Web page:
fascinating the lengths that some people will go to to separate us
    from our money? Merry Christmas! Lenny
     
  5. Or, keep the remaining series string going even after the lamp burns out.

    Mark Z.
     
  6. Thank you Gareth. I did miss that link. So it seems that my theory
    about the short,(shunt) was pretty much right on the money, except for
    one thing that is. The article mentions, as I had suspected that when
    the filament opens, current then flows through the shunt. This heats
    the shunt, thereby causing it to melt it's way into the posts and thus
    providing continuity to the series string. Although that does sound
    ingenious, as I had mentioned in my last post, upon examining each
    "shorted" lamp under high power magnification it appears that in
    almost every case all the filaments appear to be intact. That would
    suggest that this melting and subsequent shorting of the lamp occurred
    before the filament opened. Naturally I couldn't measure these
    filaments with the short across them to confirm this, but they do look
    to be mechanically sound. So I guess what it comes down to is I think
    that we're being screwed with these Christmas lights. As an
    interesting side note. I have considered using some of the surviving
    lamps in parallel as low voltage "street lights" and to illuminate
    model buildings on my Lionel train layout. I'll be sure to fuse the
    circuit if I do.... Lenny
     

  7. And *really* crap quality LED's that have a shorter run life than the lamps
    did.

    I have had more than one cheap LED flashlight where up to 4 out of 9 LED's
    quit rather quickly, even had one even strobing at a visible rate.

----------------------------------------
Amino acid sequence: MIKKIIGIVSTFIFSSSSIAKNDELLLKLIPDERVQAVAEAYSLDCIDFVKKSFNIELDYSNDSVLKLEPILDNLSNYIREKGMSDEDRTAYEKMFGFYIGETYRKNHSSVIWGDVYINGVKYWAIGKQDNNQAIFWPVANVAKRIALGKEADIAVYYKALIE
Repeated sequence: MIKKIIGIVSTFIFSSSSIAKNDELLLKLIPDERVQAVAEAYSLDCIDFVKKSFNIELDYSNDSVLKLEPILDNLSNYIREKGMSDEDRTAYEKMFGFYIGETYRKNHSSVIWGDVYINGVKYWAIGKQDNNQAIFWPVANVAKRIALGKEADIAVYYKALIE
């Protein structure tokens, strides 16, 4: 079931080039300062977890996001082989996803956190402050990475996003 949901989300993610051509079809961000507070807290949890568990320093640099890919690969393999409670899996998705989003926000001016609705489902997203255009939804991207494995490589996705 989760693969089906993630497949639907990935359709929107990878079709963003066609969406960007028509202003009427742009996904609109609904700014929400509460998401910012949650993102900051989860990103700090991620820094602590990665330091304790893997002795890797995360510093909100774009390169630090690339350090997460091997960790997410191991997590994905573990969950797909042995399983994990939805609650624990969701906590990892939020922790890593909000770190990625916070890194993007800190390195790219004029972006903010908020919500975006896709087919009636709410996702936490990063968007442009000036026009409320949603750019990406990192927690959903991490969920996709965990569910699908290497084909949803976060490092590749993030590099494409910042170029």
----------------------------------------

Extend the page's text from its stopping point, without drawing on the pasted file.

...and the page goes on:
Bought a higher quality flashlight. About three years old now, use it daily,
    still OK.

    Mark Z.
     
  8. hr(bob)

    hr(bob) Guest

    I always add a couple of extra sockets and lamps to every string of
    lights I own, both outsie and inside. That slows the failure rate WAY
    down. Then, at the end of the season,I check all the strings of
    lights before I put them away. THe runawa effect I have seen, it can
    be quite spectacular if you are there at the right time. Eventually,
    as the number of remaining working lights quickly reduces, eventually
    the current gets so high that one of the shunts fails. The shunts are
    actually regular wire, but with insulation that breaks down at may 50
    volts. When a bulb burns out, the voltage across the open bulb rises
    to the supply voltage, 120 or 240, the insulation breaks down, and the
    shunt completes the circuit, lighting up the remaining bulbs.

    I also have a device from 30+ years ago that starts out high
    resistance and quickl, 2 -3 seconds, goes down to less than 1 ohm.
    This is in the supply for the lights. This prevents the high initial
    surge that occurs because the filaments are cold, and pretty much
    eliminates the initial flash / failure that we are all familiar with.
     
  9. But no one has addressed the fact that these filaments I've observed
    under magnification on the bad lamps that I have pulled from this
    string do not seem to have opened. However the lamps indeed read dead
    shorted though. So just as I've suspected from the beginning the shunt
    must be burning it's way through the posts and rendering the lamp
    useless in spite of the lamp still having a good filament. Lenny
     
  10. I think that going forward, (from this point anyway) the answer is
    that the filaments on these crappy bulbs are probably over rated, and
    therefore full line voltage should probably not be applied to the
    string. I'm going to buy a bunch of identical new Christmas light
    strings of the same type, (on discount, after Christmas of course).
    This way they will be cheap enough so that l can buy enough to be able
    to cut and past extra lamps onto each string. This will essentially be
    equivalent to running each string at something like 105 to 110 volts,
    and this should increase the life span of the lamps substantially. In
    addition I am also going to speculate that since the lamps will then
    be running cooler it may keep the shunts from burning through the
    posts and rendering lamps with otherwise good filaments bad as well.
    This tactic may not stimulate the economy but it should keep the
    Christmas light money in my pocket rather than theirs. Merry
    Christmas! Lenny